opn 191120 Prince Andrew-1574250263431
Britain's Prince Andrew, Duke of York, has faced severe criticism for his association with convicted paedophile Jeffrey Epstein Image Credit: AFP

Prince Andrew’s (Duke of York and the third child of Britain’s Queen Elizabeth II) appearance on ‘Newsnight’ was a turning point in British history.

Members of the Royal family have given interviews before, and about intimate matters, but they always enjoyed some degree of control and displayed some basic sense that people were watching. This felt more like a police interview.

The Duke of York’s explanation of his relationship with convicted paedophile Jeffrey Epstein was extraordinary. They were friends, but not “close” friends; Epstein visited Prince Andrew at Sandringham, but it wasn’t a birthday party, just “a straightforward shooting weekend”.

He dropped Epstein when he was found guilty of sex crimes but, after he was released from prison, the Duke felt a compulsion to meet him in New York to tell him face-to-face that they’d never be meeting again, as one does.

So why did he stay at Epstein’s house for four days? It was “convenient”. I’m surprised he didn’t add: “He always did a wonderful cooked breakfast.”

Prince Andrew described his own behaviour towards Epstein as “honourable”, but if everything he has said happened as it did and his motivations were as he described, he took the least honourable path of all. He cut Epstein off. He only got in touch with him to dump him

- Tim Stanley

Prince Andrew could not have had sex with Virginia Roberts-Giuffre on the night in question, he said, because he’d been at a Pizza Express in Woking, and he couldn’t have bought her drinks at the Tramp nightclub because he didn’t know where the bar is, and he couldn’t have sweated on the dance floor because, thanks to his wartime experience, he had a medical condition that made it impossible to sweat.

After being grilled by the brilliant Emily Maitlis, he is no doubt on the mend. Maitlis ended with the necessary yet devastating protocol: “Your Royal Highness, thank you.” The interview was terminated at 10pm.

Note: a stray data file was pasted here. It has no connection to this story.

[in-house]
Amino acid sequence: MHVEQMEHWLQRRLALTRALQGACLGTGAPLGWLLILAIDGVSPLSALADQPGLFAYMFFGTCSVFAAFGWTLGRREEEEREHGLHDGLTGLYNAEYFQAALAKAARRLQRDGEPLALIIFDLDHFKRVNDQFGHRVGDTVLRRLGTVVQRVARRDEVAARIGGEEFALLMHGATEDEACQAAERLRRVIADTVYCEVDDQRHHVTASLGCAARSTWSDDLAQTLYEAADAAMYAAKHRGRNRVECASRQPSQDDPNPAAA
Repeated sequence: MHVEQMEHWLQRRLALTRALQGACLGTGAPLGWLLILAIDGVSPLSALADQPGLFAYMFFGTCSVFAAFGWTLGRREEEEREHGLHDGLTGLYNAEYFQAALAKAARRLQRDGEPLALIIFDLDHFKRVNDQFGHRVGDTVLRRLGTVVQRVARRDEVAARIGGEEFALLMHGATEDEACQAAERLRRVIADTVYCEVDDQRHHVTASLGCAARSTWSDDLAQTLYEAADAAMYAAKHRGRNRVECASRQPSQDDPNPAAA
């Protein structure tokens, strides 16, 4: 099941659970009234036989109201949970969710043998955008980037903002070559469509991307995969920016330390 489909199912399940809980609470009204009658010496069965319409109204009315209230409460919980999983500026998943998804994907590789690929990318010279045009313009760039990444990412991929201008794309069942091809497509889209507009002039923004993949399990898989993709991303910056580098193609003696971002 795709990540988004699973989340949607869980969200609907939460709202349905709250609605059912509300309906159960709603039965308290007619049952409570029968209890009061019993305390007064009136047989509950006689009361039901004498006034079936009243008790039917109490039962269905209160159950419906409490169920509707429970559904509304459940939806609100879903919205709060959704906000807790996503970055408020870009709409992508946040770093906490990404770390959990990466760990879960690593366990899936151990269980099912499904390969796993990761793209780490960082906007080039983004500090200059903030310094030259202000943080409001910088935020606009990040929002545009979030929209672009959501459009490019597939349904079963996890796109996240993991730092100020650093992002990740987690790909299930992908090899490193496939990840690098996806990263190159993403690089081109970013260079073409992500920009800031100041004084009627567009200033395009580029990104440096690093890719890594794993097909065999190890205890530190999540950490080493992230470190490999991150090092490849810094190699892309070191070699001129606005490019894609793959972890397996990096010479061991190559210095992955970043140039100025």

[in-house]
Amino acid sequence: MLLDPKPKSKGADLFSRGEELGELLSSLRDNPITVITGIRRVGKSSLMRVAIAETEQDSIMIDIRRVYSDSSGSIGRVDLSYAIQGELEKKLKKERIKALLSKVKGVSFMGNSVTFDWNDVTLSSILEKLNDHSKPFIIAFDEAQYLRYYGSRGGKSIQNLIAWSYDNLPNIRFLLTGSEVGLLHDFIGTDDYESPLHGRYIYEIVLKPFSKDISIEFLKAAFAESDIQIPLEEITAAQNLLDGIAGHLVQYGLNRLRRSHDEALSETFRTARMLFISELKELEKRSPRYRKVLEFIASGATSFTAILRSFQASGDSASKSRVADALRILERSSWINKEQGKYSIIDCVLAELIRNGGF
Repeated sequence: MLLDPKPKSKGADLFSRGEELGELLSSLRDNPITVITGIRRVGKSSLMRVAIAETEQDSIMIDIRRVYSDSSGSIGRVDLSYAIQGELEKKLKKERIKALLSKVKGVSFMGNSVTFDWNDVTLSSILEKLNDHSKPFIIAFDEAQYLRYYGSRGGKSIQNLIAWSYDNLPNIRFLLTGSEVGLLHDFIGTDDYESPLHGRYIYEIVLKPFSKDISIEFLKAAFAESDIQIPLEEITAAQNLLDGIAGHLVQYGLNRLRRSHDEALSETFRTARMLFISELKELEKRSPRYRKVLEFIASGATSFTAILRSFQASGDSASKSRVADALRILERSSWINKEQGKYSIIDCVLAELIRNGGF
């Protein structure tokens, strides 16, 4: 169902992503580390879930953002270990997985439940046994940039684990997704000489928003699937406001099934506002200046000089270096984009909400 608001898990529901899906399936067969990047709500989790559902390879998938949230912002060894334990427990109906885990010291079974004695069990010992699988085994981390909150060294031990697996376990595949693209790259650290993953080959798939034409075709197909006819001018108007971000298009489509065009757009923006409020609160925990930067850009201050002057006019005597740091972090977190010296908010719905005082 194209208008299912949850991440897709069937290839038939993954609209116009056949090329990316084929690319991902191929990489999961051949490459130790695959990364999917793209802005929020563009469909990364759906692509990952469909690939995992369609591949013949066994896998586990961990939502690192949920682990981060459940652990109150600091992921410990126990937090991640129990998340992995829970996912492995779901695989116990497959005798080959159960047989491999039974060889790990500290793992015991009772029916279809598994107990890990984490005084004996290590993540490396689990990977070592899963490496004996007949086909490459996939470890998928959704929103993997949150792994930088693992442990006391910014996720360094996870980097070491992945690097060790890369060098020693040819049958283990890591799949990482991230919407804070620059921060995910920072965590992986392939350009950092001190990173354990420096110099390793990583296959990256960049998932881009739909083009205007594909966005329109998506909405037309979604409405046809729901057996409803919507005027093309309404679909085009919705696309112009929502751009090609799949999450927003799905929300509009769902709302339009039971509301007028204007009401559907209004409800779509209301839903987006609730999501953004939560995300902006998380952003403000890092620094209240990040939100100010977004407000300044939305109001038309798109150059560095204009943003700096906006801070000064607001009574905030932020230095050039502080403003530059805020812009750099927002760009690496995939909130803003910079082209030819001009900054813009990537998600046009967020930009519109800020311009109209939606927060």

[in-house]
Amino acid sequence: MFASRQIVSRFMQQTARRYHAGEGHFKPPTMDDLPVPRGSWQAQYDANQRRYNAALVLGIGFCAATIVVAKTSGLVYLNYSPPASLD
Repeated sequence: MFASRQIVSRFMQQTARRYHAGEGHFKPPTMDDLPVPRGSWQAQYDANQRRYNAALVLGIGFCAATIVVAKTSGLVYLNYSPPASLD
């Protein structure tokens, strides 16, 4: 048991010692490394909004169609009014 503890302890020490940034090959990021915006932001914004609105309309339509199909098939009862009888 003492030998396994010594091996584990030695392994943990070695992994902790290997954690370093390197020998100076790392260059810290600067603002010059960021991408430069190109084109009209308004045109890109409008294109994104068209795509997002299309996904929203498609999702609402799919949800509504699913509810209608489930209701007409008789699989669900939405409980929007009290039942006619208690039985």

‘I’m being polite’

I’m furious. What was missing was a proper acknowledgement of Epstein’s crimes. He was a child rapist. A disgusting, cruel, callous groomer and abuser of young women, a pervert who enjoyed wealth and powerful connections.

Epstein’s 2008 sentence was a generous plea deal that let him spend up to 12 hours a day, six days a week out of jail. He was picked up and dropped off in a limousine. He was released after almost 13 months, and then rearrested in July of this year. Epstein was found dead in his cell. Suicide, apparently.

Prince Andrew said that Epstein had “conducted himself in a manner unbecoming”, as if he put his feet on the furniture. Maitlis said with disbelief: “He was a sex offender.” “Yeah, I’m sorry,” the Duke replied. “I’m being polite.”

I tried to think how I’d have behaved if this happened to me; if a friend who wasn’t quite a friend raped multiple girls and went to prison for it. I might have made contact with him while he was inside. That’s controversial, but I’d want to know if he understood what he had done and if he were trying change. I believe we owe that, even to the worst people.

Prince Andrew described his own behaviour towards Epstein as “honourable”, but if everything he has said happened as it did and his motivations were as he described, he took the least honourable path of all. He cut Epstein off. He only got in touch with him to dump him.

And he stayed at his house because it was convenient. The implication is that the eighth in line to the throne had nowhere else to stay. It adds up to a picture of a rather sad man with ambiguous friendships who cannot pick up a phone or quietly book himself into the New York Radisson.


There was an opportunity here for self-awareness, but I fear Prince Andrew does not know himself, and although a part of me wanted to feel sorry for him, whatever there was to be pitied had to be delicately inferred.

All sympathy, however, vanished the moment he mentioned his “mental health”. Prince Andrew didn’t share his experiences in this interview: he deployed them for sympathy. He came under fire in the Falklands, you know; he does an awful lot of work for charity. And then he dropped the golden words that dealing with Epstein had been “almost a mental health issue” for the frail old Duke of York.

Of course people have mental health issues; of course it helps to talk about it. But the phrase is too often used to suggest that you are the victim of an existential problem you can’t fix and it’s unreasonable to expect you to — when, in reality, the way you feel is a reaction to a concrete situation that’s well within your control.

And if you feel anxiety over your past association with a convicted paedophile, fix it by, if necessary, helping the police with their inquiries. To declare that you’ve had a sort of mental health problem is to make this all about you. People might think you are trying to shift sympathy from the actual victims to someone who, let’s be honest, has had a rather blessed life.

Tim Stanley is a noted British journalist and historian.

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